How to Build a College Fund the Right Way

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Not everyone is lucky enough to have a trust fund. Students planning for college who are looking for ways to build a college fund the right way have various options from which to choose. Whichever option gets selected, it is a responsible way to save for college.

Regular Savings Account
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After receiving a paycheck, the first thing to do is to choose a specific amount that is reasonable enough to save. It could be $25 or $50 depending on one’s budget. Be consistent and make sure to put money away in a special account designated for college. Keep it separately from other accounts so that there is no urge to withdraw any of the money.

The interest rate on a savings account is minuscule, about .5 percent, but the money will be safe.

At the end of the year, the bank will issue a 1099 INT. The IRS taxes the interest earned on the account. A student is exempt from paying taxes. An accountant can give more details on that topic.

College Savings Plan

A typical college savings account is called a 529 Plan. A student can get the plan via his or her state or through an educational institution. The program enables families to set aside the desired amount for future college expenses.

Every state offers a 529 Plan, but it is not the same in every state. Research the features and benefits of the program before opening up an account. The federal government offers tax breaks on the plan as long as it meets certain basic requirements.

There are certain rules to follow under the 529 Plan. Please research further to see if the intended college is eligible. When researching, ask the following question: Is your institution 529 eligible?

Students can open multiple 529 Plans in various states.

Educational IRAs

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Another college savings account is Coverdell Education Savings account or an educational IRA. Parents can contribute to the account until the child is 18 years old. There are tax implications set for this account, however. The money set aside in the account is tax-deferred and can get withdrawn without any federal tax penalties only until the child turns 30 years old. After the child turns 30 years of age, the balance of the account reverts to the beneficiary. If the account earns interest during that period, it will be taxed, and a 10 percent penalty will be accessed.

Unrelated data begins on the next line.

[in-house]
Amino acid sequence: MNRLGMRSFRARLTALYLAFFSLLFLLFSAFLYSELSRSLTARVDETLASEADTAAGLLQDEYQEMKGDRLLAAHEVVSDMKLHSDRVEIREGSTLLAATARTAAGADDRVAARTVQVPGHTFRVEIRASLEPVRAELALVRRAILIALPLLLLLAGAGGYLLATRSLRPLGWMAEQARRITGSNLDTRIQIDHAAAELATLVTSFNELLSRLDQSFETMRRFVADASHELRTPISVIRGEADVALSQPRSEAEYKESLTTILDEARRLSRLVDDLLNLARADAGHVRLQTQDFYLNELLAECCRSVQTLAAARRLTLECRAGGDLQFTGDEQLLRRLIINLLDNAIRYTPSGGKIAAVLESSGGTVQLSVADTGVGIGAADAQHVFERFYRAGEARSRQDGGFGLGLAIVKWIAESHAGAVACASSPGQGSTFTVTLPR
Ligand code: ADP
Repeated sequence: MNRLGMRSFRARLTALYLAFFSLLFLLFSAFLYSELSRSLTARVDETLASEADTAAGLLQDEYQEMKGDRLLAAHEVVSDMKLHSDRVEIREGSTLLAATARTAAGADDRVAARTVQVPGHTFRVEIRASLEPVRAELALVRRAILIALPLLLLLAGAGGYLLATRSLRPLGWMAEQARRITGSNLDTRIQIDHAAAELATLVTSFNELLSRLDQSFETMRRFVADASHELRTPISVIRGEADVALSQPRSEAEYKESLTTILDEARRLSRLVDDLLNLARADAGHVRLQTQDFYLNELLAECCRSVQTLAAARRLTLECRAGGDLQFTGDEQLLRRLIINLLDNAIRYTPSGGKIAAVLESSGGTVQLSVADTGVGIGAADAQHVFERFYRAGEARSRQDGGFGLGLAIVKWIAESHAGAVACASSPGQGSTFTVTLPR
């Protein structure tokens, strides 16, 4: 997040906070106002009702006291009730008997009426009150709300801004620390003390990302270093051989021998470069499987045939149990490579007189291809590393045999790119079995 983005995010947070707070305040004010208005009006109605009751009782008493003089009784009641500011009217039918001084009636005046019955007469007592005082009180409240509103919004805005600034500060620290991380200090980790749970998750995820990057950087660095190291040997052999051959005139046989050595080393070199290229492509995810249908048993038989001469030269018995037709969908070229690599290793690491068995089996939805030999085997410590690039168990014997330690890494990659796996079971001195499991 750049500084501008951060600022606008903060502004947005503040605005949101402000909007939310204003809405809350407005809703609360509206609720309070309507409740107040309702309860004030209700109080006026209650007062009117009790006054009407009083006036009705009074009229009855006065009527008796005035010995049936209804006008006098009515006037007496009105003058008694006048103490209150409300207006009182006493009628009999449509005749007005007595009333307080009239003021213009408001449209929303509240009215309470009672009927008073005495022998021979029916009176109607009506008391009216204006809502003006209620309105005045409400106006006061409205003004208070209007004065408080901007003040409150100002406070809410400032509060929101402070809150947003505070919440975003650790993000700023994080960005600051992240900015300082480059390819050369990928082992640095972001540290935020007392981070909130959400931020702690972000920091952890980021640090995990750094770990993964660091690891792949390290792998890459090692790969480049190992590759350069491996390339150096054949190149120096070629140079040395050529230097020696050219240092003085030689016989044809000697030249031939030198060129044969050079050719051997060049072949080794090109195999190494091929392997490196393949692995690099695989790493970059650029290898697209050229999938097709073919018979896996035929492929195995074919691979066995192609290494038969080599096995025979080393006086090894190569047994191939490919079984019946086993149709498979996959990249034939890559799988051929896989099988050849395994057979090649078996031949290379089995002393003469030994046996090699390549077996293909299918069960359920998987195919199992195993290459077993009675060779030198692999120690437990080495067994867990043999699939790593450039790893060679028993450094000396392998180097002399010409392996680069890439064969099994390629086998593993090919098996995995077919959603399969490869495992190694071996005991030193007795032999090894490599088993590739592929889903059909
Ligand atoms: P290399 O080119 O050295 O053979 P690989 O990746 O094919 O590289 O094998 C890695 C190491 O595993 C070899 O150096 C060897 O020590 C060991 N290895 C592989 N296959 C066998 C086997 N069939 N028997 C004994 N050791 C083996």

UTMA or UGMA Accounts

A UTMA is a Uniform Transfers to Minors Act, and a UGMA is Uniform Gift to Minors Act. They are both custodial accounts. They allow parents to set up accounts in their child’s name. Parents can transfer money to the accounts on a per-child per-year basis. It is advisable to check with one’s tax advisor before setting up such an account.

The parent will have control of the account, which means that the parent can withdraw money from the account.

Investment Account

Set up an investment account specifically for educational purposes. Purchase Zero Coupon Treasuries. Another name for it is STRIPS (Separate Trading Registered Interest and Principal Securities). STRIPS are non-callable, and they get backed by the U.S. Government. Simply put, they cannot be redeemed or called until they fully mature. STRIPS are available for purchase from financial institutions and government securities brokers only. Interest on STRIPS gets taxed in the year the interest gets earned.

Series EE Bonds

This investment option is also safe, and it is long-term. The bonds get issued by the U.S. Treasury, and they earn more interest than a regular savings account. Guaranteed by the U.S. Treasury, Series EE bonds that get purchased after May 1st, 2005 will get doubled after 20 years. The investor would have to have a substantial amount of money invested to cover college expenses.

In conclusion, students can start a regular savings account to invest for college. Alternatively, they can set up a college savings plan such as 529 Plan, an Educational IRA account, a UTMA or UGMA Accounts, or a Series EE Bond. All choices given are responsible and safe choices.

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